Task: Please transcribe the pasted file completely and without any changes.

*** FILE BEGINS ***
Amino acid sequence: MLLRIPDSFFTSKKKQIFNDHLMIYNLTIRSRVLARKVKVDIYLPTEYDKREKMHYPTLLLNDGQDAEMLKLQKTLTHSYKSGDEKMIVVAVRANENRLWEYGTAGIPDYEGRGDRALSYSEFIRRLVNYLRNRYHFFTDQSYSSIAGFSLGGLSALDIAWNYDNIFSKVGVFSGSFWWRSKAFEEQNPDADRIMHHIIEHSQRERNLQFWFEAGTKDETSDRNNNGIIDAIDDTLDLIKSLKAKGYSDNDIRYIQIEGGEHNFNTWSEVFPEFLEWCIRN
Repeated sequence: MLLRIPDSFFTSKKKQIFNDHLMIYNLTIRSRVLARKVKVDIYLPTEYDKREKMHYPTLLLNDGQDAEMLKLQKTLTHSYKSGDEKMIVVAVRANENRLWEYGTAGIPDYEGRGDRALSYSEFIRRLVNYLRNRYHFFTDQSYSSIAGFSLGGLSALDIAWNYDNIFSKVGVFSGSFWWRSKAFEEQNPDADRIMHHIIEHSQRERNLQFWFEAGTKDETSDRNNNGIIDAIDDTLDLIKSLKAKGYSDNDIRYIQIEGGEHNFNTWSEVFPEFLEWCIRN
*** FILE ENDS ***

Amino acid sequence: MLLRIPDSFFTSKKKQIFNDHLMIYNLTIRSRVLARKVKVDIYLPTEYDKREKMHYPTLLLNDGQDAEMLKLQKTLTHSYKSGDEKMIVVAVRANENRLWEYGTAGIPDYEGRGDRALSYSEFIRRLVNYLRNRYHFFTDQSYSSIAGFSLGGLSALDIAWNYDNIFSKVGVFSGSFWWRSKAFEEQNPDADRIMHHIIEHSQRERNLQFWFEAGTKDETSDRNNNGIIDAIDDTLDLIKSLKAKGYSDNDIRYIQIEGGEHNFNTWSEVFPEFLEWCIRN
Repeated sequence: MLLRIPDSFFTSKKKQIFNDHLMIYNLTIRSRVLARKVKVDIYLPTEYDKREKMHYPTLLLNDGQDAEMLKLQKTLTHSYKSGDEKMIVVAVRANENRLWEYGTAGIPDYEGRGDRALSYSEFIRRLVNYLRNRYHFFTDQSYSSIAGFSLGGLSALDIAWNYDNIFSKVGVFSGSFWWRSKAFEEQNPDADRIMHHIIEHSQRERNLQFWFEAGTKDETSDRNNNGIIDAIDDTLDLIKSLKAKGYSDNDIRYIQIEGGEHNFNTWSEVFPEFLEWCIRN